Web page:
When deciding whether to digitally print or screen print a design, it’s important to know the differences.
The process of digital printing involves formatting an image onto a computer, and printing directly onto the material – like the printer that you might have at home.
Screen printing involves a mesh stencil (the screen), created to transfer your design onto your product, one layer of colour at a time.
Let’s consider the pros and cons of each method.
High detail and colour- Digital printing works well if you want to print a design that is rich in detail or colour, such as photographs.
Easy adjustments- Because digital printing is formatted through a computer, it is easy to adjust your design- handy if you are making personalised products, or if your design does not turn out as expected and needs changes made.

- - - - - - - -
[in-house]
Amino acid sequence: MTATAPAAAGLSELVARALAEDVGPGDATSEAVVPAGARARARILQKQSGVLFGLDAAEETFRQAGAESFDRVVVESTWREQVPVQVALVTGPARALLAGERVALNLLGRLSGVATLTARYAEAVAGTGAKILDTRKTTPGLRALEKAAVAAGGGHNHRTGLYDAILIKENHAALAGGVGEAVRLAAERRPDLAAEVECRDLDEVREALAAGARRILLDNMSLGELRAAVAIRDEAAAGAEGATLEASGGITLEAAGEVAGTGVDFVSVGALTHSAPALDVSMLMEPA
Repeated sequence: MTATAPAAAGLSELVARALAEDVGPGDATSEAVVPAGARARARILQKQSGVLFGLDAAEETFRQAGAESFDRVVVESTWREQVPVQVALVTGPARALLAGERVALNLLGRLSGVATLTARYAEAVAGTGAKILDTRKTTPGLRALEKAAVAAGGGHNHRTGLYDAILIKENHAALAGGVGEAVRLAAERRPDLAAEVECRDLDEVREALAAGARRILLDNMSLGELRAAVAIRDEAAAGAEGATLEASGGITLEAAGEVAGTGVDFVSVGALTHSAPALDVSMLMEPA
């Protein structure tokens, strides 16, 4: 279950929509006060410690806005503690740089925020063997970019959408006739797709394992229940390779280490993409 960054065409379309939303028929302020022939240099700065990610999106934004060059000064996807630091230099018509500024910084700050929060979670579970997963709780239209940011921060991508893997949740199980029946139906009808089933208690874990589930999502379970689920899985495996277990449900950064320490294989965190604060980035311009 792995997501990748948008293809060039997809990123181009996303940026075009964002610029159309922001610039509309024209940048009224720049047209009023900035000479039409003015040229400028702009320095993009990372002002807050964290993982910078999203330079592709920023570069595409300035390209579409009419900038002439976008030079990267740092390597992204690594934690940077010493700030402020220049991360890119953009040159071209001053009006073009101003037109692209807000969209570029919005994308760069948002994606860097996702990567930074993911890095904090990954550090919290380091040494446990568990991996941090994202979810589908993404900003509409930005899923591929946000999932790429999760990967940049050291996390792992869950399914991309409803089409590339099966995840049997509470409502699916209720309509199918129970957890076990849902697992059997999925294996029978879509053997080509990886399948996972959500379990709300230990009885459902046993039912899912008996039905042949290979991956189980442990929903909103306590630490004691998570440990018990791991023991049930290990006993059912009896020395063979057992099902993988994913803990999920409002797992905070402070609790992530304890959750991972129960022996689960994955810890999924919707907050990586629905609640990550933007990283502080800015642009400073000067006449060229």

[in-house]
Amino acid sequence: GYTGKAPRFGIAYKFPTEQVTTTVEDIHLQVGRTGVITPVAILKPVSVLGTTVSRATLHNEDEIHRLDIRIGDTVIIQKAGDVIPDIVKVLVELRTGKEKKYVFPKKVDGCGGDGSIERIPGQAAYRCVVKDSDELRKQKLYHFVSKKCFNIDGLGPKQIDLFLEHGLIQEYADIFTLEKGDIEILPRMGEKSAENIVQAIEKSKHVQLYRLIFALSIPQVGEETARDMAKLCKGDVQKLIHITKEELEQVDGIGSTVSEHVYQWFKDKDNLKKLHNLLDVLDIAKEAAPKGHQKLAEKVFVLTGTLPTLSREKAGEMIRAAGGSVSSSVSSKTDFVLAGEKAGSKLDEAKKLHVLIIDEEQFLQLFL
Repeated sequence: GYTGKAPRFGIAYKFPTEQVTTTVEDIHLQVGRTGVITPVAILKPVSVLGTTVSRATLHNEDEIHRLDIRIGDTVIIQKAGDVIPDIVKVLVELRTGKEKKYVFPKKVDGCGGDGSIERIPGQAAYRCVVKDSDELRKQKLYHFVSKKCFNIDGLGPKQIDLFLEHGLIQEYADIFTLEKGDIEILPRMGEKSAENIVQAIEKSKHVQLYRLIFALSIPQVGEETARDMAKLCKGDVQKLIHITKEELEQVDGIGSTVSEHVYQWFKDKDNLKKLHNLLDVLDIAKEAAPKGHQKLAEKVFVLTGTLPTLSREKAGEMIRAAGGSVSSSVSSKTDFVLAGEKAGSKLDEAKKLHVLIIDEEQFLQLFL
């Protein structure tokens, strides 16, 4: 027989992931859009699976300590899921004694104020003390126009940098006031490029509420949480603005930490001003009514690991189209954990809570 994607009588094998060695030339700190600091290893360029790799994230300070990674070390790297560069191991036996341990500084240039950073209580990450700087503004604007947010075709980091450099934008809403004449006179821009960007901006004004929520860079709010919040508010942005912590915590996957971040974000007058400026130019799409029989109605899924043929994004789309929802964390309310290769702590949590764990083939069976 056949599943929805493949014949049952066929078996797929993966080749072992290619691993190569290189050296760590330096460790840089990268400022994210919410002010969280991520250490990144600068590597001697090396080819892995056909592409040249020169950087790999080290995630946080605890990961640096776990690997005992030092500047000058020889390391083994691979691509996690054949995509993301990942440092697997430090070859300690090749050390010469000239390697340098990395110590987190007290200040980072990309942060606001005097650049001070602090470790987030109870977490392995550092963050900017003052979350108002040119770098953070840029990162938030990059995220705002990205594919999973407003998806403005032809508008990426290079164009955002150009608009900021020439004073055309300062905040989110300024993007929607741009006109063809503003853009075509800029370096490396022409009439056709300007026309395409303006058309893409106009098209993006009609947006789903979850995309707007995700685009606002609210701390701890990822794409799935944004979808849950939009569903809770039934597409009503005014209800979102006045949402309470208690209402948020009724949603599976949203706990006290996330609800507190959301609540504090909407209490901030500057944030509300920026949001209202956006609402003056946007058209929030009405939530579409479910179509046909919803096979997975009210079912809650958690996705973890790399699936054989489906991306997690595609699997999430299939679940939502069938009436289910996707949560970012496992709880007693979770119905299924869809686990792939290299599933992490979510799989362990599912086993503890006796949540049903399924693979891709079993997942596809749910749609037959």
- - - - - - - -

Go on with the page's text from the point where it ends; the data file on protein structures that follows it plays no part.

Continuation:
Fewer colours, but greater selection – Screen printing involves applying a single colour at a time, so it is better suited to transferring images with only a few colours. However, screen printers can mix colours together to create an exact shade, suitable if you have a trademark or signature colour.
Time consuming, but vibrant- Screen printing is a time-consuming process because it involves more steps, and the thicker layers of ink take longer to dry. However, thicker ink means vibrant colours! Screen printing is the way to go if you want to achieve fluoro or metallic colours, or if you are printing on a darker coloured product.
Sagamore’s screen printing room has been in operation since 1965, and its digital printing room since 2009.
Sagamore was one of the first companies to install UV curing, which allows ink to dry under a UV light, allowing us to create finer detailed designs, such as small text.